RSA Report Offers A Blueprint For Next-Generation SIEM
New report co-authored by RSA, CSC, Terremark, and Verizon calls for a "big data"-driven early warning system
Traditional security information and event management (SIEM systems) just don't cut it anymore with the types of persistent attacks many enterprises face every day.
That's not to say all SIEM systems are trapped in time as gatherers of forensics: some SIEM and log management systems are now beginning to detect attacks in real-time, security experts say. SIEM is gradually evolving into a real-time analysis and alarm technology, some experts say.
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This next-generation SIEM is the subject of a new report sponsored by RSA and co-written by CSC, RSA, Terremark, and Verizon, called "Transforming Traditional Security Strategies into an Early Warning System for Advanced Threats." And one of the key ingredients for this new SIEM model is so-called "big data" analytics, where threat detection capabilities come from reams of information from various sources analyzing behavioral and other trends rather than old-school signature-based technology.
SIEM needs to add "pervasive" visibility via network packet-capture and session reconstruction, the reports says, and analytics that drills down and look at risk specific to an organization, and compares behaviors; scalability; and a centralized repository that provides security data.
Eddie Schwartz, vice president and CISO, RSA, the security division of EMC, says it's all about taking the best of SIEM – such as correlation and handling large amounts of data – and combining that with features such as contextual analysis, and external threat intelligence, which NetWitness offers, for example. "This mirrors the move we have been making from technology at RSA ... that addresses the ongoing benefits of SIEM, with big data on the back-end, and unifying security management on the front-end with a console that brings together capabilities of investigating, correlation, and malware analysis," he says.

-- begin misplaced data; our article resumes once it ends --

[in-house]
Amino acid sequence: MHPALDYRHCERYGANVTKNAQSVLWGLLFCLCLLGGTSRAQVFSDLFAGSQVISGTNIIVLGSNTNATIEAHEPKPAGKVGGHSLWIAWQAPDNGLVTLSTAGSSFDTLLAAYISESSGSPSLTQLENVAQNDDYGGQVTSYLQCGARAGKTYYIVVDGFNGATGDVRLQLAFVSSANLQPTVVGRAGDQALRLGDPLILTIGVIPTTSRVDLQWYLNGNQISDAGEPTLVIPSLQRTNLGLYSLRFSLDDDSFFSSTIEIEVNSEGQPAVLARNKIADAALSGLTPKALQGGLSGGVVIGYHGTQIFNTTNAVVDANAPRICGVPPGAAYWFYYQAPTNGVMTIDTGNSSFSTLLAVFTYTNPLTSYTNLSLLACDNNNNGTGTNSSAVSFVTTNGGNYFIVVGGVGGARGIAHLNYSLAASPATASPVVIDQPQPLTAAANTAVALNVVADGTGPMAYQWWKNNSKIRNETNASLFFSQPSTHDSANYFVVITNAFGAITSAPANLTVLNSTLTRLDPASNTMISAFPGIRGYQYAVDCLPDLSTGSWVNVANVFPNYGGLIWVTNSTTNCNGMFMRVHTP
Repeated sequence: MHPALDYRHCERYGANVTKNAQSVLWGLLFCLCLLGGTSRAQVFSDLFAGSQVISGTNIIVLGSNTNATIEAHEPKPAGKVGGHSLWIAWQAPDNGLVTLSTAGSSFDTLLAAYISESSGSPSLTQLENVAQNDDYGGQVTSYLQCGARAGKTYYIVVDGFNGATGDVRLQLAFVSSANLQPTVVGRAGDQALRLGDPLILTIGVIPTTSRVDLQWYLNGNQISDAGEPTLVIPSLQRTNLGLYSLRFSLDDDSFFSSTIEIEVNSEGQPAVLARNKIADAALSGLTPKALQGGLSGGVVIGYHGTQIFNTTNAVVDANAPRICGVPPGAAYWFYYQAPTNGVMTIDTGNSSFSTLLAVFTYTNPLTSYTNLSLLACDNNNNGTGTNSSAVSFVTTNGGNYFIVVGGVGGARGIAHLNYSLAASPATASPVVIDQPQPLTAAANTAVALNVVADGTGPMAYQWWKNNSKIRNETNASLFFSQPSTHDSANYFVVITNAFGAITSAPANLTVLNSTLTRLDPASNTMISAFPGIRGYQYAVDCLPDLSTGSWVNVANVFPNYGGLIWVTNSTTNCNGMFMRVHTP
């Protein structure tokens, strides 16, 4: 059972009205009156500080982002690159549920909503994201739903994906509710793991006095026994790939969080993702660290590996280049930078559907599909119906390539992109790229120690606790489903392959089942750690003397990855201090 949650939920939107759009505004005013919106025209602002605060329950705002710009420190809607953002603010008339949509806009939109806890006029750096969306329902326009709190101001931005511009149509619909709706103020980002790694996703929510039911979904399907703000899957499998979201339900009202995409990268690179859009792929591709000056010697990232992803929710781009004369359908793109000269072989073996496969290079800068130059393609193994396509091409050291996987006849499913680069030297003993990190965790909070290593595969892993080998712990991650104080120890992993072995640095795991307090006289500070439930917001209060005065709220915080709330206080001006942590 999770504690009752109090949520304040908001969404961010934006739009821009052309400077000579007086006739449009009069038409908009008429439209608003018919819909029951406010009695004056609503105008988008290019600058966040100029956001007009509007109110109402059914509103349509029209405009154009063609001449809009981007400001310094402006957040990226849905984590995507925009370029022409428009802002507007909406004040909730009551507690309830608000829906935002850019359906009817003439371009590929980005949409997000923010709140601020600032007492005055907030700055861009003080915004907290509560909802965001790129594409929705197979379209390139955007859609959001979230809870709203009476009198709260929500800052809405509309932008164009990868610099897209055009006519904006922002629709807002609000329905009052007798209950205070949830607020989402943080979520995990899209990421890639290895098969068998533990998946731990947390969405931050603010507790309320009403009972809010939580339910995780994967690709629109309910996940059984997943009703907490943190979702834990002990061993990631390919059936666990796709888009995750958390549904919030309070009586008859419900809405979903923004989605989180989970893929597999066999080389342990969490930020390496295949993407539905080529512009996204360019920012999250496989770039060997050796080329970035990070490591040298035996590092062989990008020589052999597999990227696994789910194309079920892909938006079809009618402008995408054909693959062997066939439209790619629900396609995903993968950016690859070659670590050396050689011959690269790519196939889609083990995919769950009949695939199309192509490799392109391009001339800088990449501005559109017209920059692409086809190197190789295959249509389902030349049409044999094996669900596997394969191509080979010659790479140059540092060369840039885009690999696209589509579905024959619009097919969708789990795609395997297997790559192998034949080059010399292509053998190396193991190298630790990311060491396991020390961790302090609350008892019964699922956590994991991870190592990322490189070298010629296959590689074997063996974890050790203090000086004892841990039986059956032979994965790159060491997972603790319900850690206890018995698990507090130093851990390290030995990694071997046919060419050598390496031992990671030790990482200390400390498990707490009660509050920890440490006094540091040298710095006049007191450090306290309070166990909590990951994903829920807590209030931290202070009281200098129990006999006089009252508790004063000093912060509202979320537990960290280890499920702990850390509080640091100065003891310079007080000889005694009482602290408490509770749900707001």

The report calls the next-generation SIEM's visibility to be able to fully reconstruct activity in the network or systems to better ID malware, track the bad guy's movements once he's inside, and the ability to confirm that malicious activity is under way.
Also, SIEM systems should be able to gather and use data from various sources to detect advanced attacks. "For example, security analytics systems should search for behavior patterns and risk factors, not just static rules and known signatures. Security analytics systems should also consider the relative value of enterprise assets at risk, flagging events associated with high-value assets," the report says.
So these tools need to be able to scale well. "Security analytics platforms must include features such as a distributed n-tier storage architecture and an analytics engine that normalizes and processes large, disparate data sets at very high speed. Data storage and analytics must scale together linearly," the report says.
They also should be able to automatically integrate threat intelligence from various sources in a centralized way, according to the report.
"Breaches aren't really smash-and-grab anymore. The vast majority of breach and compromise cases last year occurred over a period of months. Our experience shows it's more valuable to get a complete view of what happened over the long haul and take mitigation steps than to get a near real-time
analysis of events," says Jonathan Nguyen-Duy, director of global security services at Verizon Business, who co-authored the report.
The full SIEM security brief is available here for download (PDF).
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